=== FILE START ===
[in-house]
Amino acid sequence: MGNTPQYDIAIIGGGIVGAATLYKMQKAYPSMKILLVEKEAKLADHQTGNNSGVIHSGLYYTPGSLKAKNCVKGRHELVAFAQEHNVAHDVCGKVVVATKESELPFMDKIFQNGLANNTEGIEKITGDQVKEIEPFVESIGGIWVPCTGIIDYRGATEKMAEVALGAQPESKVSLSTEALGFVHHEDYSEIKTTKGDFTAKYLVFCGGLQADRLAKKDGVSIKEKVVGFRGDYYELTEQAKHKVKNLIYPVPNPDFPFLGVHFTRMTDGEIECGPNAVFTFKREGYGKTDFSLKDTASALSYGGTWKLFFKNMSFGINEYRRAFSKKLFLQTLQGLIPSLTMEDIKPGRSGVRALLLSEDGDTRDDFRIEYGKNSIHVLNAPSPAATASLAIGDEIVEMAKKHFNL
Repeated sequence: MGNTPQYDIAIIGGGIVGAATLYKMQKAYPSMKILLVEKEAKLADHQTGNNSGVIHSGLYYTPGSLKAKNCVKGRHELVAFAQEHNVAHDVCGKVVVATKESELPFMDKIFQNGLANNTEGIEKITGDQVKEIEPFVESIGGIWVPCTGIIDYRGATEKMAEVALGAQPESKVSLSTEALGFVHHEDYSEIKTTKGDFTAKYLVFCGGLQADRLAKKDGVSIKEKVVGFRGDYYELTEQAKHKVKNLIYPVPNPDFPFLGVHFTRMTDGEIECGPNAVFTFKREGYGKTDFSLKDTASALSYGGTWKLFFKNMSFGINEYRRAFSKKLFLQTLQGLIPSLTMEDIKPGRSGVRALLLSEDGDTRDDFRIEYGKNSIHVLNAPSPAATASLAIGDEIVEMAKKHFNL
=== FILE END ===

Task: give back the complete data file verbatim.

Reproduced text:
[in-house]
Amino acid sequence: MGNTPQYDIAIIGGGIVGAATLYKMQKAYPSMKILLVEKEAKLADHQTGNNSGVIHSGLYYTPGSLKAKNCVKGRHELVAFAQEHNVAHDVCGKVVVATKESELPFMDKIFQNGLANNTEGIEKITGDQVKEIEPFVESIGGIWVPCTGIIDYRGATEKMAEVALGAQPESKVSLSTEALGFVHHEDYSEIKTTKGDFTAKYLVFCGGLQADRLAKKDGVSIKEKVVGFRGDYYELTEQAKHKVKNLIYPVPNPDFPFLGVHFTRMTDGEIECGPNAVFTFKREGYGKTDFSLKDTASALSYGGTWKLFFKNMSFGINEYRRAFSKKLFLQTLQGLIPSLTMEDIKPGRSGVRALLLSEDGDTRDDFRIEYGKNSIHVLNAPSPAATASLAIGDEIVEMAKKHFNL
Repeated sequence: MGNTPQYDIAIIGGGIVGAATLYKMQKAYPSMKILLVEKEAKLADHQTGNNSGVIHSGLYYTPGSLKAKNCVKGRHELVAFAQEHNVAHDVCGKVVVATKESELPFMDKIFQNGLANNTEGIEKITGDQVKEIEPFVESIGGIWVPCTGIIDYRGATEKMAEVALGAQPESKVSLSTEALGFVHHEDYSEIKTTKGDFTAKYLVFCGGLQADRLAKKDGVSIKEKVVGFRGDYYELTEQAKHKVKNLIYPVPNPDFPFLGVHFTRMTDGEIECGPNAVFTFKREGYGKTDFSLKDTASALSYGGTWKLFFKNMSFGINEYRRAFSKKLFLQTLQGLIPSLTMEDIKPGRSGVRALLLSEDGDTRDDFRIEYGKNSIHVLNAPSPAATASLAIGDEIVEMAKKHFNL